Internal Walls; The removal of an internal load bearing wall or a non load bearing wall in the hall will require Building Regulation Consent

Kitchen Re-Fitting; the installation of fittings such as a kitchen sink or altering an existing waste water drain or creating a new waste water drain will require Consent

Loft Conversion; Building Regulation Consent will be required to ensure

  • the floor to the newly formed living accommodation is structurally strong,
  • the stability of the building to include the roof is not effected,
  • there is adequate ventilation and fire escape  
  • the staircase providing access from the existing house is safe
  • there is reasonable sound insulation

Note: automatic smoke detectors must be installed

Patios, Paving, Drives and Hard Standing; all are generally outside Building Regs regime

Porches;  Building Regulation Consent will not be needed provided

  • The floor space does not exceed 30 meters square
  • The glass complies with Approved Document N of the Building Regulations
  • No new structural opening to the existing house is created- in other works the existing front door to the house is used to provide the entrance to the porch
  • The electrical work is signed off by an NICEIC Contractor as compliant with the Building Regulations

Rainwater  Downpipes; the repair or replacement of existing downpipes will not normally require approval. The installation of a new downpipe will need Building Regulation approval

Roof; the repairs or re-covering of a pitched or flat roof will not require Building Regulation Consent unless

  • 25% or more of the roof is being repaired or re-covered or
  • The new covering material increases the weight of the covering material by 15% or more or
  • The new covering will have a significantly different performance to the existing covering in the event of fire.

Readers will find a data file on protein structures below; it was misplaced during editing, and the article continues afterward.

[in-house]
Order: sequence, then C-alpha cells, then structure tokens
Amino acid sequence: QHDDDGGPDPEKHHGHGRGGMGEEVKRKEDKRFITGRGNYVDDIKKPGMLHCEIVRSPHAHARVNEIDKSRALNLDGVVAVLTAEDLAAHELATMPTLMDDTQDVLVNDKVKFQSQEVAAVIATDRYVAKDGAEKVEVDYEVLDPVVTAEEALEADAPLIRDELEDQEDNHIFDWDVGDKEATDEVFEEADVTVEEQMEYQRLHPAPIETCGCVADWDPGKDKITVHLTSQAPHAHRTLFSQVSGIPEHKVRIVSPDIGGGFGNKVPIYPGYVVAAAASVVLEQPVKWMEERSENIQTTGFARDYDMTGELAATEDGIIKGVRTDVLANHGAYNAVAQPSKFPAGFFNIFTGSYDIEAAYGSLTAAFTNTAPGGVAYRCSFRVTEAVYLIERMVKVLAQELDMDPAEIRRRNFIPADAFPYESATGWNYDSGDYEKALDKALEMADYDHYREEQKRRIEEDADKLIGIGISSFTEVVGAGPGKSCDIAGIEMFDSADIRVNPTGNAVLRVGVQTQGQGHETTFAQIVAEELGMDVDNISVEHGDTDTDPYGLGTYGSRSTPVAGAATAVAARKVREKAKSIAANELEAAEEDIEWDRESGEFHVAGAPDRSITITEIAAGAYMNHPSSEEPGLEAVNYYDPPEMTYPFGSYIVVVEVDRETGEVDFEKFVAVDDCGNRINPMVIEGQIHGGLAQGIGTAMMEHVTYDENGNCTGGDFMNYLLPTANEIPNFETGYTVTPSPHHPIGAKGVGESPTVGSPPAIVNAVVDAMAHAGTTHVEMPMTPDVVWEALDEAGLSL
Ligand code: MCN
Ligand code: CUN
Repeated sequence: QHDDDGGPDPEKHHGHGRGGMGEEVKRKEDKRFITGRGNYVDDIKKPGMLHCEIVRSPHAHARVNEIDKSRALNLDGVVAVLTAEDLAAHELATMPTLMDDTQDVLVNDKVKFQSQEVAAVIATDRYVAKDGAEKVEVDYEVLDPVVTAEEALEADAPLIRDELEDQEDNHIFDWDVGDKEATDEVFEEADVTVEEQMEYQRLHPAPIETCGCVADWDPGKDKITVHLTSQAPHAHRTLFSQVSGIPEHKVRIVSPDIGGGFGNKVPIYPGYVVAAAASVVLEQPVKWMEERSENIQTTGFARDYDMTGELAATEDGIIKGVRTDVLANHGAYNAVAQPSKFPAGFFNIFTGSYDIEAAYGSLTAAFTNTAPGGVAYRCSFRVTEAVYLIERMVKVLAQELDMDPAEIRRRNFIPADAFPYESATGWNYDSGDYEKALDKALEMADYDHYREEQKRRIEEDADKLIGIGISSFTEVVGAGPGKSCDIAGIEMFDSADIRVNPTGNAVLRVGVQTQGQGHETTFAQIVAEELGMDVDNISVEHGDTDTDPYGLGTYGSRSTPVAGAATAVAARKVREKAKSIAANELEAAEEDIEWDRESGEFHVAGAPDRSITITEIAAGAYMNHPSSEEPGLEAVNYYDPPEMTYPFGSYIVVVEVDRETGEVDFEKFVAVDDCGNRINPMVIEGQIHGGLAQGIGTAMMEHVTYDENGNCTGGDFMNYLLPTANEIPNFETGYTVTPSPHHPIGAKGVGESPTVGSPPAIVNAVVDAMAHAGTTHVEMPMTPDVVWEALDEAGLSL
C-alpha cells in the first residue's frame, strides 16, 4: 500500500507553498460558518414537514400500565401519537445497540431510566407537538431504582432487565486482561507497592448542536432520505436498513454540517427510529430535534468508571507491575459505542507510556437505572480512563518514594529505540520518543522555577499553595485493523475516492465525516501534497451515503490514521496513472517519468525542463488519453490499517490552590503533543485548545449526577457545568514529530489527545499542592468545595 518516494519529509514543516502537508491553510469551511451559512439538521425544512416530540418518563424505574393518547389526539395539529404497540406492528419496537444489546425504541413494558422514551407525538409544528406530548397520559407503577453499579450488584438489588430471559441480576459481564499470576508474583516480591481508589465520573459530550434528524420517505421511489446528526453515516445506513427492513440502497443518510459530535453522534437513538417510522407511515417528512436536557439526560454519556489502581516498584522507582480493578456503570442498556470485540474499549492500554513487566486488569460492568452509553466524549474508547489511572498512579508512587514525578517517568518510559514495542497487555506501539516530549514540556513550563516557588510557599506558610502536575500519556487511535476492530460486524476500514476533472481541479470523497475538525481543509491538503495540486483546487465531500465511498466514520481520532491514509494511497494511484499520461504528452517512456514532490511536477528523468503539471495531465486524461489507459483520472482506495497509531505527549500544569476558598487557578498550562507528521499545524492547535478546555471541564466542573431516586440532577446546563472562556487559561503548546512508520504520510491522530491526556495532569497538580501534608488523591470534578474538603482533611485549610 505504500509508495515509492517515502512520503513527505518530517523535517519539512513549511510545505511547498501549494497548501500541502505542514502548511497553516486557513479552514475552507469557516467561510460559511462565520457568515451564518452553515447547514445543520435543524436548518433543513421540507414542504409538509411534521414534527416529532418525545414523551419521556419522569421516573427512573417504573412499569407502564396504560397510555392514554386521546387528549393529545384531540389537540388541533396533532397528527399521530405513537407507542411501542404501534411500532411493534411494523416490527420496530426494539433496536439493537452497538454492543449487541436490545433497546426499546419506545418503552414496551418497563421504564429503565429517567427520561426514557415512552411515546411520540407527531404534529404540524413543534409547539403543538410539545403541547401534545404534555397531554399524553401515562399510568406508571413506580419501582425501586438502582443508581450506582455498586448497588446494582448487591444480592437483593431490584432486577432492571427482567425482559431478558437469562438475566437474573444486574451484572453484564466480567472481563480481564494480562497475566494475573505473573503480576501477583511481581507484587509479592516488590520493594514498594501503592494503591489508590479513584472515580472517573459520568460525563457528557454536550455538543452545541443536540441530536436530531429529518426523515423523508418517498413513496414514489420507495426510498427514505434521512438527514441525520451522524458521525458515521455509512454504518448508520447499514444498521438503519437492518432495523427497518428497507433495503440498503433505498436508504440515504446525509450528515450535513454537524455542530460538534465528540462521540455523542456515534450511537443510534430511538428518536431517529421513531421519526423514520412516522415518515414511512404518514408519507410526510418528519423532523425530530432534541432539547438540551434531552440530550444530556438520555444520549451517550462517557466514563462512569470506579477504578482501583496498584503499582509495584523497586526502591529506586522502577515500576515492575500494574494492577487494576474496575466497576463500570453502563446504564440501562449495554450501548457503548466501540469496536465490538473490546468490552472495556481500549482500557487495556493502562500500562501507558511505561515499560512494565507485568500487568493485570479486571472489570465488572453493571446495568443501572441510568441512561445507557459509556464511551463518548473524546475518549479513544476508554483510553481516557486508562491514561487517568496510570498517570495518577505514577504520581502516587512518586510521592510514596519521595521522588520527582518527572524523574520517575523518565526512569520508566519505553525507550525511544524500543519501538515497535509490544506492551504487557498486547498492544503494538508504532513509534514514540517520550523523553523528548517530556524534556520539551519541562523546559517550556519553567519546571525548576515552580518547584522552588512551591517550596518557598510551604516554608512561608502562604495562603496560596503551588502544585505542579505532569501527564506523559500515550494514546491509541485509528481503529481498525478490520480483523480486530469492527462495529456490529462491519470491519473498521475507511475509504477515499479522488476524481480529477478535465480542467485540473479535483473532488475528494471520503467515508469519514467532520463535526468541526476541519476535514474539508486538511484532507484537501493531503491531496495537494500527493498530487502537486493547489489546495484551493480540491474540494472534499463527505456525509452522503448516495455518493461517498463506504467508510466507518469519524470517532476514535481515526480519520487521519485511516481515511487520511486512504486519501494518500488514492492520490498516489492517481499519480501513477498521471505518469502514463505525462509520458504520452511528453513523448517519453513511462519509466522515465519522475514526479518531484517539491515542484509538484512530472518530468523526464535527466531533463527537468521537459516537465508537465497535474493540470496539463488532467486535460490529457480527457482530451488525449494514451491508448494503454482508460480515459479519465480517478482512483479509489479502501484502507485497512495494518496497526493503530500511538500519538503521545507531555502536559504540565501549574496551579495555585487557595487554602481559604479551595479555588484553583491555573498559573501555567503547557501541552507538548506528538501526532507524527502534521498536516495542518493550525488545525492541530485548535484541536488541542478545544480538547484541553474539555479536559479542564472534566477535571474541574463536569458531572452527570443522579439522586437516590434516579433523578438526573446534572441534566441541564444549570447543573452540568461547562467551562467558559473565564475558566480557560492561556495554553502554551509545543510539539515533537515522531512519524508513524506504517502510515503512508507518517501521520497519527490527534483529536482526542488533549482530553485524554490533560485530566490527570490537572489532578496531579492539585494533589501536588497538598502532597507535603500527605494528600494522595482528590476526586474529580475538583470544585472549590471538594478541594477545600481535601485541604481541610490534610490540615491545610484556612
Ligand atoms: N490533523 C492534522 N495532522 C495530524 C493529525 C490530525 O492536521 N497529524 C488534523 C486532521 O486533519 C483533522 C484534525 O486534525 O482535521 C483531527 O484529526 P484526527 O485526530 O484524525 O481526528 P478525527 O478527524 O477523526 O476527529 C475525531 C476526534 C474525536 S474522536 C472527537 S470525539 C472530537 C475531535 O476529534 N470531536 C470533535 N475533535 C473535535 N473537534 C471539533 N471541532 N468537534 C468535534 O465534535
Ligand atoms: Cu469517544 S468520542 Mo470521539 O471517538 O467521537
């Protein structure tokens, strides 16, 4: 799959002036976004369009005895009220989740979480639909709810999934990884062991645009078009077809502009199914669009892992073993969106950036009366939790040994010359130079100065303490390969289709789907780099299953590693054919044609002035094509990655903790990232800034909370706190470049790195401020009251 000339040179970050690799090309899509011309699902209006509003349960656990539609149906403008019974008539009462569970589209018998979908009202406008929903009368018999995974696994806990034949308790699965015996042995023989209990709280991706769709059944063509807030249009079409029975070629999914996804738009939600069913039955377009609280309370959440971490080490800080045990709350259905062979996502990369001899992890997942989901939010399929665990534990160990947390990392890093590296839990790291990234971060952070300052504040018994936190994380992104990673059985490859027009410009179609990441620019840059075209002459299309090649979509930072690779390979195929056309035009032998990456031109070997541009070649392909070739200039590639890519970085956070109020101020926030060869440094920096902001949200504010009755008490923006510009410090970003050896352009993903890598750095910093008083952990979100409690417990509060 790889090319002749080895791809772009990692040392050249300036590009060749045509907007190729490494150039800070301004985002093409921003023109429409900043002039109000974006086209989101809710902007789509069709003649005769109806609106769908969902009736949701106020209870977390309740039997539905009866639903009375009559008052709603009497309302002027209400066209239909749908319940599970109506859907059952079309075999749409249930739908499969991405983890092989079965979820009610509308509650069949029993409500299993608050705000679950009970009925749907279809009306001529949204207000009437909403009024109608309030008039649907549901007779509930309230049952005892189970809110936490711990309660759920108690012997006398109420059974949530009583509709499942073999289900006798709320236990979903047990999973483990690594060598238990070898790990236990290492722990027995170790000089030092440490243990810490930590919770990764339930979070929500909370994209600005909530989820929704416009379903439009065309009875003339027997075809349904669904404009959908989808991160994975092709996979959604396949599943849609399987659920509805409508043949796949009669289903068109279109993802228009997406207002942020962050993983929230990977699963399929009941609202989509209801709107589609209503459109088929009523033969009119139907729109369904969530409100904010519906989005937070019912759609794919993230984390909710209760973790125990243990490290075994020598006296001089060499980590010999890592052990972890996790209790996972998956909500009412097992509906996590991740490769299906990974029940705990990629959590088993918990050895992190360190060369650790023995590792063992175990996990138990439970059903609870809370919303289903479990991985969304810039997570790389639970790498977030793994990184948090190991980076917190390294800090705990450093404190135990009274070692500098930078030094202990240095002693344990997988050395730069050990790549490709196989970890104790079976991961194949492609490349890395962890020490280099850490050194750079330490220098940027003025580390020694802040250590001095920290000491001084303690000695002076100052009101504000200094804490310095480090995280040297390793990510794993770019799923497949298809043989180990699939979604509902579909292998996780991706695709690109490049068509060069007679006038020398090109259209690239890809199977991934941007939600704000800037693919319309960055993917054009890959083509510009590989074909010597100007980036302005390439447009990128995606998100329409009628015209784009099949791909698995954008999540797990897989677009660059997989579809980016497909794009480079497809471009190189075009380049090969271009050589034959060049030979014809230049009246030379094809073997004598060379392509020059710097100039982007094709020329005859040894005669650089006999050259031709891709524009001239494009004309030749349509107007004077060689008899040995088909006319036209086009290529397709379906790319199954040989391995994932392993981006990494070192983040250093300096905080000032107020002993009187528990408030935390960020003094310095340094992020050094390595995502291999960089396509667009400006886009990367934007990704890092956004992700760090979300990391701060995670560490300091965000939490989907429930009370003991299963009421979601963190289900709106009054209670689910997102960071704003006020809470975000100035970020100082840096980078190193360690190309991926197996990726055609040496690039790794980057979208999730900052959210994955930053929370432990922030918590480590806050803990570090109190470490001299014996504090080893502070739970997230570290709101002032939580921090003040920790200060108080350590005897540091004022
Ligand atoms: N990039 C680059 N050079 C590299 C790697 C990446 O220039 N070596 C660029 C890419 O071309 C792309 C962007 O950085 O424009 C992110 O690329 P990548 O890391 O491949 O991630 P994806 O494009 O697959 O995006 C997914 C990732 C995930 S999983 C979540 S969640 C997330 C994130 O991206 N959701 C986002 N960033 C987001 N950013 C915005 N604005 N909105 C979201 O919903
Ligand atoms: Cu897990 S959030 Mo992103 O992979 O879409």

Roof Light or Window; This will require Building Regulation Consent where

  • To install, means creating an aperture to the existing roof
  • The roof will have to carry the weight of the light or window resulting in the roof structure having to be strengthened.
  • The window has sufficient insulation against heat loss

Sheds and Summerhouses: Building Regulation Consent will not be needed unless

  • the floor area is more than 15 meters square or
  • the floor area is between 15 meters square and 30 meters square AND the shed or summerhouse will be within one meter from the boundary of the Property and made of substantially combustible materials or.
  • It is used as sleeping accomodation

Solar Panels; Building Regulation Consent is normally required where it is roof mounted because of the weight and the need for the roof to be strengthened-

NOTE: Ground Solar Panels are usually exempt

Underpinning of the Foundations; this is classified as Building Works and therefore Building Regulation Consent is needed

Windows and Doors: (1) windows where this involves replacing the whole of the fixed frames and opening parts or creating new openings, building regulation compliance will be required either by way of

  • A Contractor is FENSA Registered and issues a FENSA Certificate
  • The Local Authority issue a Regularisation Certificate following an inspection of the finished works

NOTE: the repair of broken glass, or the replacement of rotten sashes or mains section of the window frame do not need approval

                                     (2) Doors where more than 50% of its surface comprises glass, Building Regulation Compliance will be required by either of the above regimes

Wind Turbines- A Building Notice must be served on the Local Authority. Steps must be taken to ensure the installation is compliant under Approved Documents A and L (safety) and P (electrical)

September 2011